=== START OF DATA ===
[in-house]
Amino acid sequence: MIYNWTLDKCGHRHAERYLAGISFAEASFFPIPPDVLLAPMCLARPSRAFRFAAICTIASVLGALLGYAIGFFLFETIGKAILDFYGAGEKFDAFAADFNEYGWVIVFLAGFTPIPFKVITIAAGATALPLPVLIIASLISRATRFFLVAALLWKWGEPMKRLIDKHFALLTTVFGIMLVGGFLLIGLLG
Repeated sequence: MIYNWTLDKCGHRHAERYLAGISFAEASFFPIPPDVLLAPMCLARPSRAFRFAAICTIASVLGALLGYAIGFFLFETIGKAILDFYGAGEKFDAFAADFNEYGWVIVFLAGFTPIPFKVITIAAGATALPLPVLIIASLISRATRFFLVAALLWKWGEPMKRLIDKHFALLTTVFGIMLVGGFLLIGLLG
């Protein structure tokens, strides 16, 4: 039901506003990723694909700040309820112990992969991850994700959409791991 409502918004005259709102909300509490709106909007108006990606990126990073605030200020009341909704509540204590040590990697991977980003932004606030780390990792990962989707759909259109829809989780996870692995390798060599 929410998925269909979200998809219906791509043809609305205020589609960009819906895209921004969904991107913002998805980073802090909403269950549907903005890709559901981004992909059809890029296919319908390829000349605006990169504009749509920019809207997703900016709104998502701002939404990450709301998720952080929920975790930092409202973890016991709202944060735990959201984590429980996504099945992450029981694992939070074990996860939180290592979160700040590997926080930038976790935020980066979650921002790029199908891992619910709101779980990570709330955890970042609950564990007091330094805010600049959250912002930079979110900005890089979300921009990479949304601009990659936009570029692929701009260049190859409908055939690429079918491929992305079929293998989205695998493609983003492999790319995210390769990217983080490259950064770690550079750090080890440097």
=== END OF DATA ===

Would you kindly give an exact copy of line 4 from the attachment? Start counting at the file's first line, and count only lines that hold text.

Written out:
């Protein structure tokens, strides 16, 4: 039901506003990723694909700040309820112990992969991850994700959409791991 409502918004005259709102909300509490709106909007108006990606990126990073605030200020009341909704509540204590040590990697991977980003932004606030780390990792990962989707759909259109829809989780996870692995390798060599 929410998925269909979200998809219906791509043809609305205020589609960009819906895209921004969904991107913002998805980073802090909403269950549907903005890709559901981004992909059809890029296919319908390829000349605006990169504009749509920019809207997703900016709104998502701002939404990450709301998720952080929920975790930092409202973890016991709202944060735990959201984590429980996504099945992450029981694992939070074990996860939180290592979160700040590997926080930038976790935020980066979650921002790029199908891992619910709101779980990570709330955890970042609950564990007091330094805010600049959250912002930079979110900005890089979300921009990479949304601009990659936009570029692929701009260049190859409908055939690429079918491929992305079929293998989205695998493609983003492999790319995210390769990217983080490259950064770690550079750090080890440097």